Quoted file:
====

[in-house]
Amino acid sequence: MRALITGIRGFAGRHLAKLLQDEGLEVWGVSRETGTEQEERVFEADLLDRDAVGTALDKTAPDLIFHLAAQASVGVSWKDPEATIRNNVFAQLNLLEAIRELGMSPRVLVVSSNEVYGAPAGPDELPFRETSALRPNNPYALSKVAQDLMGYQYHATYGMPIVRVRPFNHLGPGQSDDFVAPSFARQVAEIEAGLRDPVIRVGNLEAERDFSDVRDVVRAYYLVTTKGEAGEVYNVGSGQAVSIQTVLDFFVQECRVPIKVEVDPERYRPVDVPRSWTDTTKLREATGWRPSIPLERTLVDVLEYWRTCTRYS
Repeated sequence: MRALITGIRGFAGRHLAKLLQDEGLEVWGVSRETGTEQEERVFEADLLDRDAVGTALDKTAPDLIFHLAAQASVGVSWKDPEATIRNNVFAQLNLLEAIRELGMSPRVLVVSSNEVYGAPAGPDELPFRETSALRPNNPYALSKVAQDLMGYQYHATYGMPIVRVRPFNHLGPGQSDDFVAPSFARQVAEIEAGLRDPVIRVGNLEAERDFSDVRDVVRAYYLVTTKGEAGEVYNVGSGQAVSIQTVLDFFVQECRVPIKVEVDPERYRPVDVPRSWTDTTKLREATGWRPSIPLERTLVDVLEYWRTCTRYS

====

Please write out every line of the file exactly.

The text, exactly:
[in-house]
Amino acid sequence: MRALITGIRGFAGRHLAKLLQDEGLEVWGVSRETGTEQEERVFEADLLDRDAVGTALDKTAPDLIFHLAAQASVGVSWKDPEATIRNNVFAQLNLLEAIRELGMSPRVLVVSSNEVYGAPAGPDELPFRETSALRPNNPYALSKVAQDLMGYQYHATYGMPIVRVRPFNHLGPGQSDDFVAPSFARQVAEIEAGLRDPVIRVGNLEAERDFSDVRDVVRAYYLVTTKGEAGEVYNVGSGQAVSIQTVLDFFVQECRVPIKVEVDPERYRPVDVPRSWTDTTKLREATGWRPSIPLERTLVDVLEYWRTCTRYS
Repeated sequence: MRALITGIRGFAGRHLAKLLQDEGLEVWGVSRETGTEQEERVFEADLLDRDAVGTALDKTAPDLIFHLAAQASVGVSWKDPEATIRNNVFAQLNLLEAIRELGMSPRVLVVSSNEVYGAPAGPDELPFRETSALRPNNPYALSKVAQDLMGYQYHATYGMPIVRVRPFNHLGPGQSDDFVAPSFARQVAEIEAGLRDPVIRVGNLEAERDFSDVRDVVRAYYLVTTKGEAGEVYNVGSGQAVSIQTVLDFFVQECRVPIKVEVDPERYRPVDVPRSWTDTTKLREATGWRPSIPLERTLVDVLEYWRTCTRYS